Elno “Tag” Kyne

2019 Cowboy Hall of Fame Inductee

November 28, 1918 – December 24, 2003

While some done boots and a Stetson hat to look the part, for Tag Kyne of Gandy, being a cowboy is a way of life.  Kyne confesses that he thought he would only have a two week stay at the Milldale Ranch near Gandy; that two week stint culminated into a 55 year stint.  I was 25 years old and quite picking corn for John Smith and went to work on Milldale in June of 1944. “I was to help in the hayfield and sort cows and heifer calves off”, Kyne recalls.  “I’ve been here ever since.”

Kyne, who is one of the true old-time area cowboys, said he has seen many changes in his occupation.  Born in 1918 in North Platte to Everett and Cora Kyne, his father was a ranch hand and the family live in several places in McPherson County.  They also lived for some time in Cherry County where they worked at the Don Hanna Ranch.  He had 4 sisters and 5 brothers.

“The biggest change would have to be going from using horses to tractors.  You didn’t use to load your horses in a trailer, you rode them.  He used to ride 10 or 12 miles to the north end of Milldale and round up the cattle and bring them back to the headquarters in the fall.”

Tag added before leaving at sunrise you’d better pack a lunch.  Bringing the cows and calves in from the pasture in the fall was his favorite part of the cowboy job.

“The most enjoyment I get is being able to ride a good horse.”  Being around livestock and riding the hills was high on his list of good things as well.

Tag had quite a successful career in the early days of the rodeo circuit.  He bulldogged steers and roped calves at Sutherland, McCook, Lexington, Stapleton, North Platte and Denver.  During his best year he won $2,000.  “That was back in the days when you could take $100 and stay the week in Denver.  Motel rooms were about $6 or $7 a day.”

A sorrel mare he purchased at Edna, Texas was one of his favorites.  He has topped off numerous ranch horses after they had been started.  When a fellow ranch hand has a broken bridle or something wrong with his saddle, Tag is the most popular guy on the ranch.  “I dabbled in leather work before I came to the Milldale, but I couldn’t tell you when it got out of hand.”  Kyne remarked as he sits surrounded by a wide array of items used in his trade in the bunk house where he has lived since coming to Milldale.  “Nobody was around to fix the stuff, so somebody has to do it.”

Kyne wrote to an Oregon company and asked them for a saddle making book.  They sent him “How To Make Cowboy Horse Gear and How To Make a Saddle” by Bruce Grant.  A Lee Rice article also helped.  “I’ve learned a lot tearing saddles apart and putting them back together.  I told Vern Boeser, who asked me how to make one that if you really want to learn take the tree out and see how it’s made.  Just start from there.  Vern told me he didn’t know there were that many pieces to a saddle.”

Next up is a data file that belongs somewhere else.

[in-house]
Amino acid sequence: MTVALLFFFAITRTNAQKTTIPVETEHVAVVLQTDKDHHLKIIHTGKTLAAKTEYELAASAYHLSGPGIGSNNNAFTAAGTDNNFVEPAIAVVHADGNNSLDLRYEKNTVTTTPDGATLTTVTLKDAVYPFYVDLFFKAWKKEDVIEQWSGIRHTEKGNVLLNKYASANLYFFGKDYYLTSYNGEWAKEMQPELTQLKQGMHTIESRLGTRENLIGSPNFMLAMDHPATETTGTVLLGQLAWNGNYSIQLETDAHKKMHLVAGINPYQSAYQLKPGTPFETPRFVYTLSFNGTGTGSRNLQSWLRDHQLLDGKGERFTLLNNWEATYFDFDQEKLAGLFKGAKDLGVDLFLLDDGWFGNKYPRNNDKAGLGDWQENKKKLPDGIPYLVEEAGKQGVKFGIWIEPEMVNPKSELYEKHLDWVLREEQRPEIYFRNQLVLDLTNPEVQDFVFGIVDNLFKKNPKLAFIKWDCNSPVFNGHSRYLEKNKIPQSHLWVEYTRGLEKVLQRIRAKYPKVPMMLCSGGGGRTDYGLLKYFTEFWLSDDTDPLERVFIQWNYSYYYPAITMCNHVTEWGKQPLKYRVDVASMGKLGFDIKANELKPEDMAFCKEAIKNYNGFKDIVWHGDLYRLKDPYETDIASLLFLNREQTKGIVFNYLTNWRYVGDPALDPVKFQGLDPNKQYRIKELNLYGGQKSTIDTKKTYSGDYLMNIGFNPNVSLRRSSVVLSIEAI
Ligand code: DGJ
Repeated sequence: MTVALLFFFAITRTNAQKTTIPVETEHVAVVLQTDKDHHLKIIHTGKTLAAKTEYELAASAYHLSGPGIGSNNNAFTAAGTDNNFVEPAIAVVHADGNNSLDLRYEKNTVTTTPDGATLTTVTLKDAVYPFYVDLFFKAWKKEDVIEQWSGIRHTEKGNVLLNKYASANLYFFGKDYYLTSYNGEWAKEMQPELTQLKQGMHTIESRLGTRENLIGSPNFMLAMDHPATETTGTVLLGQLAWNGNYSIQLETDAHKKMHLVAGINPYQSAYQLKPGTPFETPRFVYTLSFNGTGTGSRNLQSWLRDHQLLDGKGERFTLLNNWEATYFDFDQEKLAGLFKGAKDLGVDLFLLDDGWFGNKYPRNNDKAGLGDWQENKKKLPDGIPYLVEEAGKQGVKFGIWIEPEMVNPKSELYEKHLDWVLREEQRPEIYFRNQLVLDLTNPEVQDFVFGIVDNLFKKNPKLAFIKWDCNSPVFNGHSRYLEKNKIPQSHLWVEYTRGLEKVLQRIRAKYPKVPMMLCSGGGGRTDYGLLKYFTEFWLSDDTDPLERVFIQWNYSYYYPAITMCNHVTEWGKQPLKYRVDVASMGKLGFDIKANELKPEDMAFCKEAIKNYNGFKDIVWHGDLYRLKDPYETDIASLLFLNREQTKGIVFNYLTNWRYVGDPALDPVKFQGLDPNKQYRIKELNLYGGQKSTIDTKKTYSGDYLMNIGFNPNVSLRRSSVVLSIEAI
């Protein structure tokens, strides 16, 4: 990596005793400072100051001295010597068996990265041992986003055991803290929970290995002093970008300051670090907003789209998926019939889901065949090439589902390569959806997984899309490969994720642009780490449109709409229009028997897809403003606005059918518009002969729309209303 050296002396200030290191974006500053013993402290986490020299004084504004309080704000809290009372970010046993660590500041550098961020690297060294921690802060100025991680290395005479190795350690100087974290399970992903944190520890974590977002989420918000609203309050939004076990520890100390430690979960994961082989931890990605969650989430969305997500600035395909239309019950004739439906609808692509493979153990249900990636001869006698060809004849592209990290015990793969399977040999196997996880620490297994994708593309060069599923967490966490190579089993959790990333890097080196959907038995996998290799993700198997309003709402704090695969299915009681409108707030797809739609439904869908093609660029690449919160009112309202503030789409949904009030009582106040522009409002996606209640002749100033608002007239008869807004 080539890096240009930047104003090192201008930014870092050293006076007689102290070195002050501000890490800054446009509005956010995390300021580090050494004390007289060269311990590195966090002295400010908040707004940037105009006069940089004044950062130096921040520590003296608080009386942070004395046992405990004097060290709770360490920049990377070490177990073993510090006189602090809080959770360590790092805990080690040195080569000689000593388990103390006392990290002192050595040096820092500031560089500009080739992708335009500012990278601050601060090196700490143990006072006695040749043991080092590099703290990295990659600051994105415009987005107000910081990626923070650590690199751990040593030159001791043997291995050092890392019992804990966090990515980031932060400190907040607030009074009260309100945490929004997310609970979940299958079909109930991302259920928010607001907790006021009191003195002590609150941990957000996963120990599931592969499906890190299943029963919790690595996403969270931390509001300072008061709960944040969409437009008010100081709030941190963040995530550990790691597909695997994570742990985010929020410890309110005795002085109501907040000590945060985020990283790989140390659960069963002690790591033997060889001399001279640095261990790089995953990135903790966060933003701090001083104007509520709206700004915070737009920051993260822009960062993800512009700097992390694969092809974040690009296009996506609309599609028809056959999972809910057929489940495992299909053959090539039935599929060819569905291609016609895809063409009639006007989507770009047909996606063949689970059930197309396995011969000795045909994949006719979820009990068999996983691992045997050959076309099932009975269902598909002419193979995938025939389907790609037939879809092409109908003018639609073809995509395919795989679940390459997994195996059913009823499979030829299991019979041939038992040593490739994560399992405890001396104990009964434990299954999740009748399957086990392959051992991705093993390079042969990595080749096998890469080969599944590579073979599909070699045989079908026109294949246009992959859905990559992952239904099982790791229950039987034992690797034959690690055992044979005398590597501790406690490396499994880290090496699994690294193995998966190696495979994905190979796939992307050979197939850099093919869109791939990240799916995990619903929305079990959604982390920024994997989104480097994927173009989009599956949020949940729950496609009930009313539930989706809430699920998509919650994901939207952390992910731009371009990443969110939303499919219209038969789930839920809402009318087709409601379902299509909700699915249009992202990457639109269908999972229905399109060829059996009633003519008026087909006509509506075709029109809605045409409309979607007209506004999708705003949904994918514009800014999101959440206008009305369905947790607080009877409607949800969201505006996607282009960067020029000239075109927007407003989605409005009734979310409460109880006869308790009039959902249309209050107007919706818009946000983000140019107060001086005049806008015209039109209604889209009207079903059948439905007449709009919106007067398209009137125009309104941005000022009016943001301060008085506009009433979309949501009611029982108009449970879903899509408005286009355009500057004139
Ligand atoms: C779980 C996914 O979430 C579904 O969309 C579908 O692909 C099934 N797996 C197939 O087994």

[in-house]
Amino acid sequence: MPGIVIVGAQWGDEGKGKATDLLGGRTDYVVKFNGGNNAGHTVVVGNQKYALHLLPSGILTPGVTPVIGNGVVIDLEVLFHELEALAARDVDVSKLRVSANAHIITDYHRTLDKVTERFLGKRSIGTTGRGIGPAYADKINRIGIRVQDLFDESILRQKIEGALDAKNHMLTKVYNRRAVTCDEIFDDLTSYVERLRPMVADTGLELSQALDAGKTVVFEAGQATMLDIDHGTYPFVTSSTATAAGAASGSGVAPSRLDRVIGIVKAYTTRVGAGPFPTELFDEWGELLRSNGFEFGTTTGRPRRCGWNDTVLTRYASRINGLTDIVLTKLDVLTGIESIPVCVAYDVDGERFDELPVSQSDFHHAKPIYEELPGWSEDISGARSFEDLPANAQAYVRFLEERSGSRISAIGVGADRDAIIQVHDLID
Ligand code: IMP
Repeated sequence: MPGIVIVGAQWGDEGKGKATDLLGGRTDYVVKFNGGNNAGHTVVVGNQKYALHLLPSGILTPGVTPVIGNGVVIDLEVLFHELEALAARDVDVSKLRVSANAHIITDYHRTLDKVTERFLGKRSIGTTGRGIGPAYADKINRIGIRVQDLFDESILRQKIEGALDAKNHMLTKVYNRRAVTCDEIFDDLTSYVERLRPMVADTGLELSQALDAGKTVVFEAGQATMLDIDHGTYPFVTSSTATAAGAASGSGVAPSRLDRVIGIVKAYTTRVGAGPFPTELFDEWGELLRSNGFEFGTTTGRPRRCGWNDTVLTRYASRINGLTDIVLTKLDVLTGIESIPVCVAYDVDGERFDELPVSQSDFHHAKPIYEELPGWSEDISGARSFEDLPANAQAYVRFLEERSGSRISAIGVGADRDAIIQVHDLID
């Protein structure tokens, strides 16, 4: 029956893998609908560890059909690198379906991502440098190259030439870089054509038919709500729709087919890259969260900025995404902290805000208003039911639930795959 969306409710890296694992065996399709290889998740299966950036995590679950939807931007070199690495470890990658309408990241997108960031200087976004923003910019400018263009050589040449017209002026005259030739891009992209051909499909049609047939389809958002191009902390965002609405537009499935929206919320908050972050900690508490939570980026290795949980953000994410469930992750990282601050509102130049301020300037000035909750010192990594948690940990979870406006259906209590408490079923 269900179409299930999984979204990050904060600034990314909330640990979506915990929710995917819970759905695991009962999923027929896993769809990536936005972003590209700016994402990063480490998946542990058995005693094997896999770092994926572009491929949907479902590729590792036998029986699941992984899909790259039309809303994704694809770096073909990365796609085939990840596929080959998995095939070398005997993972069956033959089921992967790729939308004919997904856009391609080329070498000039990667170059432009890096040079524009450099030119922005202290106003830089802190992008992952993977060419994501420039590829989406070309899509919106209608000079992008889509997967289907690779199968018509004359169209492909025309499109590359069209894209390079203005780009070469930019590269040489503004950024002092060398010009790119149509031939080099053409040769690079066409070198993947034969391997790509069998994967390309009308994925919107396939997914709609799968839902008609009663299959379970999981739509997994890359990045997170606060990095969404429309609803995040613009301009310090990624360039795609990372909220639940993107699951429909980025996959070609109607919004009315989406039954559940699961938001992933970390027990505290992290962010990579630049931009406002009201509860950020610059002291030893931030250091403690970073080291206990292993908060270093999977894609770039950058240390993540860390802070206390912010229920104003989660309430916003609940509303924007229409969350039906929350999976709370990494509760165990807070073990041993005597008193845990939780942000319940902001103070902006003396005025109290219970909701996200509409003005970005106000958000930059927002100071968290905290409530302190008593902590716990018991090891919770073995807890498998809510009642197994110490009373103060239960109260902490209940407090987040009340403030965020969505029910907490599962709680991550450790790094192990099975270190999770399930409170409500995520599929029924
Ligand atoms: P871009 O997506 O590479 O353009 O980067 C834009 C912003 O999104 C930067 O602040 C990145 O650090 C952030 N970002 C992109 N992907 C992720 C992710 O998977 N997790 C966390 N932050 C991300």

Although Tag never advertised his leather work, he has made in the neighborhood of 100 saddles for people all over the area.  “The best advertising I know is to make a good product and sell it cheap.”  One satisfied customer also acknowledged that he has a guarantee that you can’t beat.  If something happens to one of his saddles, he’ll fix it, and usually do it at no charge.

Tag not only made saddles, he makes chaps, handmade belts (one year he made 175 belts), handbags and billfolds.  He made the trophy saddles during the 1960’s each year for the Logan County Fair, All-Around cowboy.

Tag was honored in 1990 by the Logan County Fair for his many years of participation and work at the rodeo.  He participated in the rodeo at Stapleton from 1945 and continued until he joined the RCA and ran that circuit.  He worked the chutes at the rodeo till 1988.  Tag was a member of the PRCA for a number of years and a member of the National Rifle Association.

Tag’s philosophy in life is you have to learn by doing.  For him, he lived the simple life and learned to enjoy the simple pleasures along the way.

Tag was a true Sandhiller.  He was born, raised and died working on ranches in the Sandhills.  For 50 years, he rode for the brand 7-L (Milldale).  He was happy working cattle, building saddles and fixing tack for other cowboys.  He enjoyed the cowboy way of life.  Tag’s idea of fun was following a herd of cattle on a good horse.  He was a mentor to a lot of up and coming cowboys.

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